“Why not use those beds to address this problem?” he said.
The idea has attracted criticism that the plan criminalizes addiction. “I was hoping it was be less of a political issue,” Ashe said. “There should be no doubt in anyone’s mind that it is a genuine emergency.”
There are logistical issues, too. To finance it, Ashe said he would audit the department’s finances and utilize savings. He has spoken to West Springfield Senator James Welch, a supporter, about securing additional funding. The legality of the program would also have to be assessed.
“I’m not suggesting that January 4, seventy-seven beds (the number he hopes to have) will be filled,” Ashe said. “A little work around this issue is absolutely within the realm of possibility because the issue is too important.”
Unlike some, Ashe has not taken a bat to the sheriff or his legacy. Throughout the interview, he cited the sheriff’s legacy as a leader in community corrections and rehabilitation. He has drawn contrasts though, sometimes forcefully
“At a time when the inmate population has decreased by hundreds and the correctional officer staff has been reduced by a count of 90, it is clear to me that there should similarly be a reduction in the ranks of the administration of the Sheriff’s Department,” said Ashe in a recent release. Ashe has promised to clean house if elected.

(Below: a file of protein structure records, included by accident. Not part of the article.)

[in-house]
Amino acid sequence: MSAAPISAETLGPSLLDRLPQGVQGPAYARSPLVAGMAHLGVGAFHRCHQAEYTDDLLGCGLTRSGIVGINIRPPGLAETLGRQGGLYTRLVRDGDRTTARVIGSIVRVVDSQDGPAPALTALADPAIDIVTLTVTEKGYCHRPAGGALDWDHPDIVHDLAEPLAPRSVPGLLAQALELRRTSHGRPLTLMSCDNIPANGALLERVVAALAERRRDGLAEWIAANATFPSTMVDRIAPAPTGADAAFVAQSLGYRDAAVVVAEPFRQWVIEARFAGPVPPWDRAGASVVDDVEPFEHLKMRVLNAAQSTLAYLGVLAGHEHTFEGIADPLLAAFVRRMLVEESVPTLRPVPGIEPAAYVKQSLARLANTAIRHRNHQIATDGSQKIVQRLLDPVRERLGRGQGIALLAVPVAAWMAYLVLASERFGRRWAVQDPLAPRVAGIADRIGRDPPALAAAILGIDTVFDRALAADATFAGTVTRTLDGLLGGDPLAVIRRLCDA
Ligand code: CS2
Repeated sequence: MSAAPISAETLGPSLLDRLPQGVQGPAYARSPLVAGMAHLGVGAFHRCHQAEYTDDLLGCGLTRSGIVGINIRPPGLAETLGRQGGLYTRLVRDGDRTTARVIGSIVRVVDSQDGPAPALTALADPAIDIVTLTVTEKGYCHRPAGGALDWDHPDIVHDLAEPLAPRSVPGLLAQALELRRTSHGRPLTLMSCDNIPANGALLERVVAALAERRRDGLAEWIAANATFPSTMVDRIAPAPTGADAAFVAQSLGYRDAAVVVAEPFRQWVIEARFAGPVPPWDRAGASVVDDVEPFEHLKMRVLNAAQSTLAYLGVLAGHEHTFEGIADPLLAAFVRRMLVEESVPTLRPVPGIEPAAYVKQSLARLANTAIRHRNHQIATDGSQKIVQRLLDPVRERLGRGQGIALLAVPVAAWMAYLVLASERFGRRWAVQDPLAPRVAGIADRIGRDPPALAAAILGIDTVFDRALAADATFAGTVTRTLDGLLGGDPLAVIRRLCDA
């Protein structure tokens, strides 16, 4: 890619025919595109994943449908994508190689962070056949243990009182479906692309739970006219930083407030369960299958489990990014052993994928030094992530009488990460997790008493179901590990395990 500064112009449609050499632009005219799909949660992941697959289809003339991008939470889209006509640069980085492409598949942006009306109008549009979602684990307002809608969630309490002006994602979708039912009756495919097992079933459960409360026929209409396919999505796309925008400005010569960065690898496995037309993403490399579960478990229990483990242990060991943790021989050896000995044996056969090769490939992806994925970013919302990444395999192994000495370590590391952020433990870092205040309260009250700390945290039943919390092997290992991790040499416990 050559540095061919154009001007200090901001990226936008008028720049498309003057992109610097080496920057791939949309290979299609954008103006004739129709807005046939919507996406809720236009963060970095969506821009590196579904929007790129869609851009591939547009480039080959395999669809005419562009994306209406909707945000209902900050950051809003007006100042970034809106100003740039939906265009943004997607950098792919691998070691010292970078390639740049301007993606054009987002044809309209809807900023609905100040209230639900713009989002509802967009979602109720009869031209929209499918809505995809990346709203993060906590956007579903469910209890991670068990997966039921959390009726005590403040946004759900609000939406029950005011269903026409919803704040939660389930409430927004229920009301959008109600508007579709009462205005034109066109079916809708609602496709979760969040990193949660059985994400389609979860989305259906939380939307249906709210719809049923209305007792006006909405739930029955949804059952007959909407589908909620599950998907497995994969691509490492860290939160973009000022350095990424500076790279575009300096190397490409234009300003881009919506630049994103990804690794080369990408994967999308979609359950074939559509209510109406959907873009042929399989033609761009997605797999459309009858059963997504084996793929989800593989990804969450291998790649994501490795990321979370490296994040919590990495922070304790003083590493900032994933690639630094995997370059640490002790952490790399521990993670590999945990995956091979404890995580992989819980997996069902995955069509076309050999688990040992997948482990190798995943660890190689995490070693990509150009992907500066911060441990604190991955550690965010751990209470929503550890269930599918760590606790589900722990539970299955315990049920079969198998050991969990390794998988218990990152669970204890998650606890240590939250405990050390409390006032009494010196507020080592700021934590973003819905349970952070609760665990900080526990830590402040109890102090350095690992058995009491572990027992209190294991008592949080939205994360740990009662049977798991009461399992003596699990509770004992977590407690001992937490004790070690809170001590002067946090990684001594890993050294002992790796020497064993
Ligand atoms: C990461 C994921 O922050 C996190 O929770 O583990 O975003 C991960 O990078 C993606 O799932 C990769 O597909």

The Sheriff’s office, in a recent Masslive article, justified the current staffing, in part, by pointing to the office’s low recidivism rate.
Albano and Cocchi have both assured an end to superfluous top-level contracts, although bloat and far more naked contracting around retirement benefits occurred during the former’s mayoralty.
Nevertheless, Ashe knows he faces a steep climb.
“That fact that the sheriff has been so involved in the campaign has been a big challenge for us, there’s no doubt about that,” Councilor Ashe said, referring to the sheriff’s fervent support for Cocchi.
Experience has become a flashpoint in the race. Though his resume includes work in sheriffs’ departments dating to his college days, critics say it is inconsistent or not relevant.
Ashe’s seven years as an at-large councilor is his most public experience. Throughout that time he has chaired the Public Safety. Before that he served on the School Committee.
While the city council has dead weight, it is unfair to lump Ashe with the ballast. His committee often produces legislation, if usually in concert with the administration. Ashe is a reliable ally of Sarno’s, but has sided with Fenton, too, such as on biomass.